Time to Quit
When you hear the word “quit”, what do you really hear?
Is it a term that is full of derision, disgust, disrespect?
Or it is a word that means more than that?
“Don’t be a quitter!” It seems to be synonymous with “loser”. But perhaps there is more to the meaning of the word than that.
In my most recent alumnae magazine, Smith, I read stories about women whose lives had taken a turn. One young woman turned down a full scholarship for a PhD program in psychology so she could pursue her blossoming career as the member of a punk band. Another eighty-year-old alumna left her church of many years because it was no longer working for her spiritual practice. A third stopped her rat race track toward neuroscience to fulfill another side of herself as a computer programmer.
We all know how hard it is to swim against the tide, but if your heart is shouting at you in the form of ocean-deep discontent, it may be time to listen.
Life offers us many choices. Sometimes we have to take the road less traveled because it is our unique path.
In my experience, however painful it may be to make a decision that is deemed less than popular, we find our true selves, our true calling, the truest purpose that fulfills us beyond measure.
Although each woman’s story was different, they shared a common feeling of anxiety by staying the course they had originally planned for themselves. Something felt off. They didn’t know why. But they knew something had to change.
So each of them embarked on a personal odyssey to find what was most important to them. They showed courage. And they were happier for it.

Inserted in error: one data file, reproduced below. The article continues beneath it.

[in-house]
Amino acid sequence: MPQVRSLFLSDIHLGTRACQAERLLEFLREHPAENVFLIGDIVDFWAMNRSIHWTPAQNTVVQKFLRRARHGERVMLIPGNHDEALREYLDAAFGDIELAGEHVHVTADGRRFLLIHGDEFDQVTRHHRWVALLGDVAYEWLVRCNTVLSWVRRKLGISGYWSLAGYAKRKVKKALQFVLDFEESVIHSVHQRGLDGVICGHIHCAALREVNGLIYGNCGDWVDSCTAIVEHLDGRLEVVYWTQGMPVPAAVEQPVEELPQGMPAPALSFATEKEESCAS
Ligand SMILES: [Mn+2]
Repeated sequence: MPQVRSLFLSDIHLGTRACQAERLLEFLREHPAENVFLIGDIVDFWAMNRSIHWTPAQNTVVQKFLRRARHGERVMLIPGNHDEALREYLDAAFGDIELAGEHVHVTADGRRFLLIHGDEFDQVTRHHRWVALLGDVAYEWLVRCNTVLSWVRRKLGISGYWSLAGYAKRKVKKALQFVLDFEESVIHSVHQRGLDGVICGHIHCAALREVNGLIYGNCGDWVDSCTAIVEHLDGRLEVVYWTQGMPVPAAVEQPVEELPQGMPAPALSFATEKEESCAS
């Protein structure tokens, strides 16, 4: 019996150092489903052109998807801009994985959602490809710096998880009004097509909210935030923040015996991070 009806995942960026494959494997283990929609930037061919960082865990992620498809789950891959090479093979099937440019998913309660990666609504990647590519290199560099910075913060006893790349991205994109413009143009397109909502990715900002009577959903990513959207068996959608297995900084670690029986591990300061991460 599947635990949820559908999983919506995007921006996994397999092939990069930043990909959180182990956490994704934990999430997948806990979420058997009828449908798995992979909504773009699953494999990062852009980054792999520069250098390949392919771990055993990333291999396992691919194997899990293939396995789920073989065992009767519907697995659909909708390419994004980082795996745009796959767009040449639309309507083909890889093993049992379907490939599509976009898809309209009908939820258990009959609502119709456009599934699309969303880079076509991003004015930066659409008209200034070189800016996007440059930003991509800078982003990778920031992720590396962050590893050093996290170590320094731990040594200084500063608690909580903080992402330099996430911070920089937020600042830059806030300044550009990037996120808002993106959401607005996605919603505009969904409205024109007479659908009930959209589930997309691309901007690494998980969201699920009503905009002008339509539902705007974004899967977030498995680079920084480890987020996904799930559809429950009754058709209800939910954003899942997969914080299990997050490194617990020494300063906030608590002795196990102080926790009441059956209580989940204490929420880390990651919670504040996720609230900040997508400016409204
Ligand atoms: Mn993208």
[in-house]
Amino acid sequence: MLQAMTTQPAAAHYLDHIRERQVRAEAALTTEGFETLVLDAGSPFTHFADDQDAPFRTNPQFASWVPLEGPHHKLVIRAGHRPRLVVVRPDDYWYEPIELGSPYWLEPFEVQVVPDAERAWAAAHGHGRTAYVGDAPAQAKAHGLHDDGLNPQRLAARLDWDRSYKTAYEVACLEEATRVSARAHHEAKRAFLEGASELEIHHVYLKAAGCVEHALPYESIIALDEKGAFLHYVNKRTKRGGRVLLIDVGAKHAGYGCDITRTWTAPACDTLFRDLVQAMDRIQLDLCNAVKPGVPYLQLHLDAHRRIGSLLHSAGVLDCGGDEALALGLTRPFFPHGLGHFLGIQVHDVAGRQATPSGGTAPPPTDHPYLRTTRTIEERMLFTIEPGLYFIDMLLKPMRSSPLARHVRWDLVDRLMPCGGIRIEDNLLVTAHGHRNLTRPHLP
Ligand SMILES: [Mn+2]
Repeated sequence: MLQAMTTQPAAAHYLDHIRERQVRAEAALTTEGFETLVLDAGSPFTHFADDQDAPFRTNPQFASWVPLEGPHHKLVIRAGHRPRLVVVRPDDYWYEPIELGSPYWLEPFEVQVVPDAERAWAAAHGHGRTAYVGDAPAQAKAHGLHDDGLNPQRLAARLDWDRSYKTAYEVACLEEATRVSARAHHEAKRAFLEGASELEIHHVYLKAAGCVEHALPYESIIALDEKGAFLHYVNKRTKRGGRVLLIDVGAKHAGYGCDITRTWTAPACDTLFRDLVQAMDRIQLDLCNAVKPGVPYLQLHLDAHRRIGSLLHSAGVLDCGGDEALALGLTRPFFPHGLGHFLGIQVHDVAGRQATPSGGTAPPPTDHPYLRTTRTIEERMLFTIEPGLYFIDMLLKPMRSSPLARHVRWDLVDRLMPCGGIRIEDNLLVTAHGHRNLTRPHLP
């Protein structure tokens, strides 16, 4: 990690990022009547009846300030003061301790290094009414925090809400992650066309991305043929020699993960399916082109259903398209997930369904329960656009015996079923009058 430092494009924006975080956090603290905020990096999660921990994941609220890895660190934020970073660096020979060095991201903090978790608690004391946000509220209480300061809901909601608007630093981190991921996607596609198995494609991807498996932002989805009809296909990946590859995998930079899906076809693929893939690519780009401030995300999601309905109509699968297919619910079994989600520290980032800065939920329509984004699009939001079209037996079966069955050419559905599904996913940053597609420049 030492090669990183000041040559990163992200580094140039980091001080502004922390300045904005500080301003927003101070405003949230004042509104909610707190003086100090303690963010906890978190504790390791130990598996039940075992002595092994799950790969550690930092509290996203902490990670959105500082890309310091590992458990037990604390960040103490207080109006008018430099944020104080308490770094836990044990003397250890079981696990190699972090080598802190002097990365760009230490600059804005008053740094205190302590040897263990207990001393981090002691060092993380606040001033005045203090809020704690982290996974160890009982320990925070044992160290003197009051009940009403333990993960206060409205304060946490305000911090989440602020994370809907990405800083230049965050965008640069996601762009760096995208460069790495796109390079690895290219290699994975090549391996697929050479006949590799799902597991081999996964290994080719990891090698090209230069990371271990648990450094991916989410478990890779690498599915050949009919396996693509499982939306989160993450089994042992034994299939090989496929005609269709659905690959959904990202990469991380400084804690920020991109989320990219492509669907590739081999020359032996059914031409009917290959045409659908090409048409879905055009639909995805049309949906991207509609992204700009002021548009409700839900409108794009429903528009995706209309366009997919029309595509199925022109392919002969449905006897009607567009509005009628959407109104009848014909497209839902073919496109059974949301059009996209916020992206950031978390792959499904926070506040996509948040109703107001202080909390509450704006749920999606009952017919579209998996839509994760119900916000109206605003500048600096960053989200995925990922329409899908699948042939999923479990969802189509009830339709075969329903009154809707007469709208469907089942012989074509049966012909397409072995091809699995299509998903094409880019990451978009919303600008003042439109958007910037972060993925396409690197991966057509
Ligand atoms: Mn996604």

Sometimes we have to sacrifice short-term happiness for long-term joy.
“Calling it quits doesn’t mean you’ve made a mistake,” says Tracy Glazer Essayan, Class of 1984 (Smith College). “It means the wisdom you’ve gained from all your experiences is suggesting a new direction.”
When you shift directions, you may not “win” in the eyes of society. But your heart will know the difference and, in the end, you will win back the life you were meant to live.
In a recent conversation with an award-winning war correspondent, he assured me that we are living longer than ever so the probability of major life changes is much higher than even a few decades ago when our life expectancy was much shorter.
“Those who keep on their original path may be safer,” he told me, “but I bet you anything they won’t be happier than those who shift with the tides of their calling.”
He has seen forty wars in his lifetime. I believe him.
This is your life. This is your time. How are you going to spend it?